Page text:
STACK > A 
Pop stack into A (D>A, E>D, F>E) always whole word 
ROTATE DOWN 
Move D to C, E to D, F to E and the original C to F (just like pressing the Roll Down key.) 
Subroutine call
JSB label 
Jump to Subroutine label (one level of subroutines) 
RETURN 
Return to the instruction after the JSB. 
02023: 1..1.11..1 > 02226 jsb eca22
A=00560000000000 B=00560000000000
C=04400000000000
D=00000000000000 M=00000000000000
P=c S=0.2...6789.b
02226: 11.111111. eca22: a  1 > a[s]
A=90560000000000 B=00560000000000
C=04400000000000
D=00000000000000 M=00000000000000
P=c S=0.2...6789.b
Miscellaneous
LOAD CONSTANT digit 
digit > C at the Pth nibble. P is then decremented so multiple digits can be loaded easily. 
SELECT ROM rom 
Select ROM #rom for addressing. 
KEYS > ROM ADDRESS 
Jump to the offset of the current keycode in the currently selected ROM. 
DISPLAY OFF 
Turn the display off 
DISPLAY TOGGLE 
Toggle the LED display on/off. 
NO OPERATION 
Place holder doing nothing. 
Here we load the constant ln(10) = 0230258509
02366: ..11..111. lnc10: 0 > c[w]
A=00820980552045
B=44000000000000 C=00000000000000
D=00000000000000 M=00000000000000 P=b S=0.2...67.9.b
02367: 11....11.. 12 > p
A=00820980552045
B=44000000000000 C=00000000000000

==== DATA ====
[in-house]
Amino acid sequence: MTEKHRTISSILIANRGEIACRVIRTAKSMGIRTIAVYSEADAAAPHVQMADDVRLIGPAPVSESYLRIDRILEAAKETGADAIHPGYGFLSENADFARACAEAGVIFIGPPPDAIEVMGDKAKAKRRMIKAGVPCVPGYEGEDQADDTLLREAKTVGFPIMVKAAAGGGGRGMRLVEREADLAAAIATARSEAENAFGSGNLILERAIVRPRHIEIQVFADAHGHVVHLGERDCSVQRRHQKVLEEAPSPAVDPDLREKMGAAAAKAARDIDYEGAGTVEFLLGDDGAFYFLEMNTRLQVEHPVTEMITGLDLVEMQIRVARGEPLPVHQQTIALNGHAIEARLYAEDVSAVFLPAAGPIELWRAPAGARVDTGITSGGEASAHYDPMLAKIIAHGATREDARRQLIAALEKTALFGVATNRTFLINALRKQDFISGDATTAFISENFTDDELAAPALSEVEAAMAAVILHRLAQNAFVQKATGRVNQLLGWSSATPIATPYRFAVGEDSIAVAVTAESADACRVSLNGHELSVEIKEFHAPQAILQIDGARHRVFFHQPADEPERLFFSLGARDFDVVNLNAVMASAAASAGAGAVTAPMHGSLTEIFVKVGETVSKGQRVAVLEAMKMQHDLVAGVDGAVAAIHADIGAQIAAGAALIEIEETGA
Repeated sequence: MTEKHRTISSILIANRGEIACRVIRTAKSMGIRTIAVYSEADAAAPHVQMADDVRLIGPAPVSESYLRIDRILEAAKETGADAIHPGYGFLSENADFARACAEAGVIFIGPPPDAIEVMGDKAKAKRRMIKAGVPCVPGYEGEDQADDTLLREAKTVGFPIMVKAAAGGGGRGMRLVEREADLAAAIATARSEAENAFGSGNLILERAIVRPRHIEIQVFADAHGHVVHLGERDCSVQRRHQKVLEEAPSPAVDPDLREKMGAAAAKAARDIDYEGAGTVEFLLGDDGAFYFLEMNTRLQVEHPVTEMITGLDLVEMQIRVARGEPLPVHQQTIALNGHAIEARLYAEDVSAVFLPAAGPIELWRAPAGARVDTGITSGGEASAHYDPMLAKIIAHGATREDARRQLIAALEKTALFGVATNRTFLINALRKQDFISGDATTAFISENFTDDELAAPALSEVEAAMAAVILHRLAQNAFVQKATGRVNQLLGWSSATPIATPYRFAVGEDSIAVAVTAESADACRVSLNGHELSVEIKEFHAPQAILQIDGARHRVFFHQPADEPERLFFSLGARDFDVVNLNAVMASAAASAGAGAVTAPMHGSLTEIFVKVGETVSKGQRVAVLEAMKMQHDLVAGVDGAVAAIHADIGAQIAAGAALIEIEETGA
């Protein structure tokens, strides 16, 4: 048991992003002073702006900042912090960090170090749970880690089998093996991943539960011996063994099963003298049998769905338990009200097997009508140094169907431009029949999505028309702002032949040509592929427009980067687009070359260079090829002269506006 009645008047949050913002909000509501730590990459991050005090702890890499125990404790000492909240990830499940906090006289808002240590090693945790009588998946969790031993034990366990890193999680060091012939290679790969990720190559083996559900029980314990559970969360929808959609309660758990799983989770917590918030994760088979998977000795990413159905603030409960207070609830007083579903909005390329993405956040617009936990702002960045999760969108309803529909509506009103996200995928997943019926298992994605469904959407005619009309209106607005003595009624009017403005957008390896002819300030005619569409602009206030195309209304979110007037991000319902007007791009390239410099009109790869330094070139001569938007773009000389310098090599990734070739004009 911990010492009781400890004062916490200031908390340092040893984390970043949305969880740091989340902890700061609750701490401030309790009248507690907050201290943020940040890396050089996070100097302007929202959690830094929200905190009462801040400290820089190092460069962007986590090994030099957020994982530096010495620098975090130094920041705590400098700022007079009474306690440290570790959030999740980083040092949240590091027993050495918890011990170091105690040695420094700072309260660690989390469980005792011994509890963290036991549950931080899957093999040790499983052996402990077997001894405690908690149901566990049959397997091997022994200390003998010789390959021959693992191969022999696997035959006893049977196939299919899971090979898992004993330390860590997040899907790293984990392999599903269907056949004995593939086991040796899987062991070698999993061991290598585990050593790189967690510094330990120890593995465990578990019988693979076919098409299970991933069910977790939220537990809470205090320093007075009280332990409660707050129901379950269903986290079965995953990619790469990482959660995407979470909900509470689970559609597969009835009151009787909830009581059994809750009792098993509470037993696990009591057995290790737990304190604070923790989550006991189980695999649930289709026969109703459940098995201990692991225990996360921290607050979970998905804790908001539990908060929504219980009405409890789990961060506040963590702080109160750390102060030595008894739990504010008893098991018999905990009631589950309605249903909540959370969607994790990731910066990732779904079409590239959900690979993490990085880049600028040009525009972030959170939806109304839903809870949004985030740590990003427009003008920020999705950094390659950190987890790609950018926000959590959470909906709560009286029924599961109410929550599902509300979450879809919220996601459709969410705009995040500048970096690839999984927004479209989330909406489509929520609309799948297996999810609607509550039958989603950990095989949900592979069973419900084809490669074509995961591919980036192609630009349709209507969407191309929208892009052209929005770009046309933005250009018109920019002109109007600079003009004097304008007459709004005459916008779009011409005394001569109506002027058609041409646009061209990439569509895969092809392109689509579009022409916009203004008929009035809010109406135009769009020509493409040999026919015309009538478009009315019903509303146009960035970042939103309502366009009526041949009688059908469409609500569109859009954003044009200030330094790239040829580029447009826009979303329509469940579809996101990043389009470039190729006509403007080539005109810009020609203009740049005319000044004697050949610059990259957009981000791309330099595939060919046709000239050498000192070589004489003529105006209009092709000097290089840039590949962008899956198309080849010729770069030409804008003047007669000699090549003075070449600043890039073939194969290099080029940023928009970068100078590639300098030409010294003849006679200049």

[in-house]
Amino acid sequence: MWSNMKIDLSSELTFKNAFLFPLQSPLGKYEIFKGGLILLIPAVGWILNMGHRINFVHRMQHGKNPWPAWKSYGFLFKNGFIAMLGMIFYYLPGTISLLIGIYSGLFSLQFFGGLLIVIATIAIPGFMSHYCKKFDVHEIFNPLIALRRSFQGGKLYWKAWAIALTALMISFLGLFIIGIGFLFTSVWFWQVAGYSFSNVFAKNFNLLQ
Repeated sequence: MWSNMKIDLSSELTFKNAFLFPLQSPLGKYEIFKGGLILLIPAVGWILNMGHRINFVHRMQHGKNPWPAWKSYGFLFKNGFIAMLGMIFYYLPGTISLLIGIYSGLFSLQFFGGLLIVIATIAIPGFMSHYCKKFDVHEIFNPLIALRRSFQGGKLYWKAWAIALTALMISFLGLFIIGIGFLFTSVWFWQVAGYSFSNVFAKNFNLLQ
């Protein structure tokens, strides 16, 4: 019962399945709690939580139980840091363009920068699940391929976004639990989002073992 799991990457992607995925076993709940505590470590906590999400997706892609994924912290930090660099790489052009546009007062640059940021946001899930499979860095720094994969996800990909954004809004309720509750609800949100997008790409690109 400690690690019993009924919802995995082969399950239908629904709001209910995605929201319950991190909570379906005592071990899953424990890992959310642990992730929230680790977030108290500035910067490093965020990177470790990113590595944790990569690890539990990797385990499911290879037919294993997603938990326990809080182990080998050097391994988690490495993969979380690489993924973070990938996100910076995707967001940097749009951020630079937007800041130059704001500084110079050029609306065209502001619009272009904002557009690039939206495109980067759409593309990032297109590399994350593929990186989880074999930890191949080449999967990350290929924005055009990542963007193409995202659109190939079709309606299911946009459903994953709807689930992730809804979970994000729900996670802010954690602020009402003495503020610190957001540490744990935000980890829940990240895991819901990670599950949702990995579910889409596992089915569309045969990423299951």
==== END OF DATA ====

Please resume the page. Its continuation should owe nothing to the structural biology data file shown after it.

D=00000000000000 M=00000000000000 P=c S=0.2...67.9.b
02370: ..1..11... load constant 2
A=00820980552045
B=44000000000000 C=02000000000000
D=00000000000000 M=00000000000000 P=b S=0.2...67.9.b
02371: ..11.11... load constant 3
A=00820980552045
B=44000000000000 C=02300000000000
D=00000000000000 M=00000000000000 P=a S=0.2...67.9.b
02372: .....11... load constant 0
A=00820980552045
B=44000000000000 C=02300000000000
D=00000000000000 M=00000000000000 P=9 S=0.2...67.9.b
Here we have pressed the LN key so we go offset 00003 (see table below).
00330: ..11.1.... keys > rom address
A=44000000000000
B=02099999999999 C=04400000000000
D=00000000000000
M=00000000000000 P=c S=0.....678..b
00003: .....1.111 > 00005 go to l00005
A=44000000000000
B=02099999999999 C=04400000000000
D=00000000000000
M=00000000000000 P=c S=0.....678..b
"CLR",  0  
"e^x",  2  
"ln",  3  
"log",  4  
"x^y",  6  
"RCL",  10  
"STO",  12  
"Rdwn",  13  
"x<>y",  14  
"1/x",  16  
"6",  22  
"5",  23  
"4",  24  
"+",  26  
"3",  32  
"2",  33  
"1",  34  
"x",  36  
"Pi",  42  
".",  43  
"0",  44  
"/",  46  
"tan",  50  
"cos",  52  
"sin",  53  
"arc",  54  
"sqrt(x)  56  
"9",  62  
"8",  63  
"7",  64  
"",  66  
"CLX",  70  
"EEX",  72  
"CHS",  73  
"ENTER^  76